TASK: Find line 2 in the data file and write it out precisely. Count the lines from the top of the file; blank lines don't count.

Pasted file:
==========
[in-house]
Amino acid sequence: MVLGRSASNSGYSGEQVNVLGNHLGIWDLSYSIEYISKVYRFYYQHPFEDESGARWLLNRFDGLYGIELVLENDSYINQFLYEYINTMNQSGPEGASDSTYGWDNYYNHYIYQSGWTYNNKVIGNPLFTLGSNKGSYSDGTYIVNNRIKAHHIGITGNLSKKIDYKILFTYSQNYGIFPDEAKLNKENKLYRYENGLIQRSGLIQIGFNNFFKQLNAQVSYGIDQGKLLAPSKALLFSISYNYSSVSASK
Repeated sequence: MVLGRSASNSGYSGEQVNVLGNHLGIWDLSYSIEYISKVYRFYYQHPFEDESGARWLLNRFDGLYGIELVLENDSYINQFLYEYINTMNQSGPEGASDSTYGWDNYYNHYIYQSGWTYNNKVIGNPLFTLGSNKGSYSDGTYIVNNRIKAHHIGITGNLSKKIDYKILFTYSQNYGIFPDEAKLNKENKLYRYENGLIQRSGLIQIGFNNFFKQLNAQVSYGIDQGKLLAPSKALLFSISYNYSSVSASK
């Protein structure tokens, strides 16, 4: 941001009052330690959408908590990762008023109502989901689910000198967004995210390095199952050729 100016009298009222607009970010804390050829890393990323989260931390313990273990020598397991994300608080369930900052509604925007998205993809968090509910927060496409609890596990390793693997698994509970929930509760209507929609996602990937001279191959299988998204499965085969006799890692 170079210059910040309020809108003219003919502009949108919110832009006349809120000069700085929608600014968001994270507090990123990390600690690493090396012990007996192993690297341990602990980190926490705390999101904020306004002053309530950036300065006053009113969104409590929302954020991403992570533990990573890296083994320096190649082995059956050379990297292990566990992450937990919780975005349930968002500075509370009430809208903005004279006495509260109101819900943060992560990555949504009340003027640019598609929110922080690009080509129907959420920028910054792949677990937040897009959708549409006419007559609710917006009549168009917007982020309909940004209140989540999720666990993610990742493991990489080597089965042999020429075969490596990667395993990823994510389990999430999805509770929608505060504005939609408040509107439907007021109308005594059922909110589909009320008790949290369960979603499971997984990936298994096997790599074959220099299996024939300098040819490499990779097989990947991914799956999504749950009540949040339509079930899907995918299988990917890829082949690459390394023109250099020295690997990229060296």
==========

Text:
Amino acid sequence: MVLGRSASNSGYSGEQVNVLGNHLGIWDLSYSIEYISKVYRFYYQHPFEDESGARWLLNRFDGLYGIELVLENDSYINQFLYEYINTMNQSGPEGASDSTYGWDNYYNHYIYQSGWTYNNKVIGNPLFTLGSNKGSYSDGTYIVNNRIKAHHIGITGNLSKKIDYKILFTYSQNYGIFPDEAKLNKENKLYRYENGLIQRSGLIQIGFNNFFKQLNAQVSYGIDQGKLLAPSKALLFSISYNYSSVSASK